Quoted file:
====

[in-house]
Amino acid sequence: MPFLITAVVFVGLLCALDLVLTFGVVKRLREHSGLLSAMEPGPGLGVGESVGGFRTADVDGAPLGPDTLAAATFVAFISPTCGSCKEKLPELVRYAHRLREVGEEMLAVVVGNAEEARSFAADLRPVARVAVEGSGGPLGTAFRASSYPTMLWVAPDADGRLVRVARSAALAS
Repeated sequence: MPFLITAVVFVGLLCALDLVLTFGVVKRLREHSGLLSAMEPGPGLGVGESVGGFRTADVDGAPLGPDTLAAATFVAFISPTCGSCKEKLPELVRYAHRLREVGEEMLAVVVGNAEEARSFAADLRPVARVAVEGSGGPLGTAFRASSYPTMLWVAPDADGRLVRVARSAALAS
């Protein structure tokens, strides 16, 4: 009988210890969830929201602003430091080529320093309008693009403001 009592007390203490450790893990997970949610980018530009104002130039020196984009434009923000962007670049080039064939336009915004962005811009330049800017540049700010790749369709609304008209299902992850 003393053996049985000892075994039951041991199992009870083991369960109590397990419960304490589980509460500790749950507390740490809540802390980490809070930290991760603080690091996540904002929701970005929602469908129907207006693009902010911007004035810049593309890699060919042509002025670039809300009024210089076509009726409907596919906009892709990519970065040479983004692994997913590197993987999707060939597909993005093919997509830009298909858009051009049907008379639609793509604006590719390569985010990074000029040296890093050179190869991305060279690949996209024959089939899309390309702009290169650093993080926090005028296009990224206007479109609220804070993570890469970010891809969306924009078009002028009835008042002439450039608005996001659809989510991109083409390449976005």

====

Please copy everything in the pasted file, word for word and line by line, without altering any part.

[in-house]
Amino acid sequence: MPFLITAVVFVGLLCALDLVLTFGVVKRLREHSGLLSAMEPGPGLGVGESVGGFRTADVDGAPLGPDTLAAATFVAFISPTCGSCKEKLPELVRYAHRLREVGEEMLAVVVGNAEEARSFAADLRPVARVAVEGSGGPLGTAFRASSYPTMLWVAPDADGRLVRVARSAALAS
Repeated sequence: MPFLITAVVFVGLLCALDLVLTFGVVKRLREHSGLLSAMEPGPGLGVGESVGGFRTADVDGAPLGPDTLAAATFVAFISPTCGSCKEKLPELVRYAHRLREVGEEMLAVVVGNAEEARSFAADLRPVARVAVEGSGGPLGTAFRASSYPTMLWVAPDADGRLVRVARSAALAS
């Protein structure tokens, strides 16, 4: 009988210890969830929201602003430091080529320093309008693009403001 009592007390203490450790893990997970949610980018530009104002130039020196984009434009923000962007670049080039064939336009915004962005811009330049800017540049700010790749369709609304008209299902992850 003393053996049985000892075994039951041991199992009870083991369960109590397990419960304490589980509460500790749950507390740490809540802390980490809070930290991760603080690091996540904002929701970005929602469908129907207006693009902010911007004035810049593309890699060919042509002025670039809300009024210089076509009726409907596919906009892709990519970065040479983004692994997913590197993987999707060939597909993005093919997509830009298909858009051009049907008379639609793509604006590719390569985010990074000029040296890093050179190869991305060279690949996209024959089939899309390309702009290169650093993080926090005028296009990224206007479109609220804070993570890469970010891809969306924009078009002028009835008042002439450039608005996001659809989510991109083409390449976005």